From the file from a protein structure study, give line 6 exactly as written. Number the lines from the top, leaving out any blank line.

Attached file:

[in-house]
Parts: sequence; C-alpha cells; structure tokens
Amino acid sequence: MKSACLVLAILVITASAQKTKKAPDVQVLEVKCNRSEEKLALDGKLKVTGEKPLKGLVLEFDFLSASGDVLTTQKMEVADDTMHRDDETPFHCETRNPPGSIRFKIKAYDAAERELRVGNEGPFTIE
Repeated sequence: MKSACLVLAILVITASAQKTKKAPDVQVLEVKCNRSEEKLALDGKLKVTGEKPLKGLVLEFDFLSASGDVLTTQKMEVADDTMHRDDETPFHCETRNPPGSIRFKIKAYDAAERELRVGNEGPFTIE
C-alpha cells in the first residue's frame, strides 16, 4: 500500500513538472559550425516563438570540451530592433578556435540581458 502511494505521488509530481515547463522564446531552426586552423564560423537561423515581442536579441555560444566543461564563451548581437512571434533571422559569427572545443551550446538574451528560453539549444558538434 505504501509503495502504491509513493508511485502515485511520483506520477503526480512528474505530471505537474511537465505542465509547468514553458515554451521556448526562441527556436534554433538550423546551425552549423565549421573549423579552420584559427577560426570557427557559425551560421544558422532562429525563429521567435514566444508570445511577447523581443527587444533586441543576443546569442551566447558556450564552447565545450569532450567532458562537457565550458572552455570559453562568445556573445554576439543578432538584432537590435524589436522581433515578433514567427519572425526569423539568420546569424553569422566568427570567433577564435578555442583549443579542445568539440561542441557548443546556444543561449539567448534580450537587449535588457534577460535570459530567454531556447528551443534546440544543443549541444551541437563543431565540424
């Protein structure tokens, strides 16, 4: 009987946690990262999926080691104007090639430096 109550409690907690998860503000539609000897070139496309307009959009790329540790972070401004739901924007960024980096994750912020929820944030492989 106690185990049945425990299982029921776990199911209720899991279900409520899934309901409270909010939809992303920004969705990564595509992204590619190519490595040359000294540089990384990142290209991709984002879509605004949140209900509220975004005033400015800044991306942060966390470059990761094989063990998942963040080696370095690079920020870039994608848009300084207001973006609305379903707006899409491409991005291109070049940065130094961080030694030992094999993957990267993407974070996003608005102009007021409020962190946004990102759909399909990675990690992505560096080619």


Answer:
């Protein structure tokens, strides 16, 4: 009987946690990262999926080691104007090639430096 109550409690907690998860503000539609000897070139496309307009959009790329540790972070401004739901924007960024980096994750912020929820944030492989 106690185990049945425990299982029921776990199911209720899991279900409520899934309901409270909010939809992303920004969705990564595509992204590619190519490595040359000294540089990384990142290209991709984002879509605004949140209900509220975004005033400015800044991306942060966390470059990761094989063990998942963040080696370095690079920020870039994608848009300084207001973006609305379903707006899409491409991005291109070049940065130094961080030694030992094999993957990267993407974070996003608005102009007021409020962190946004990102759909399909990675990690992505560096080619």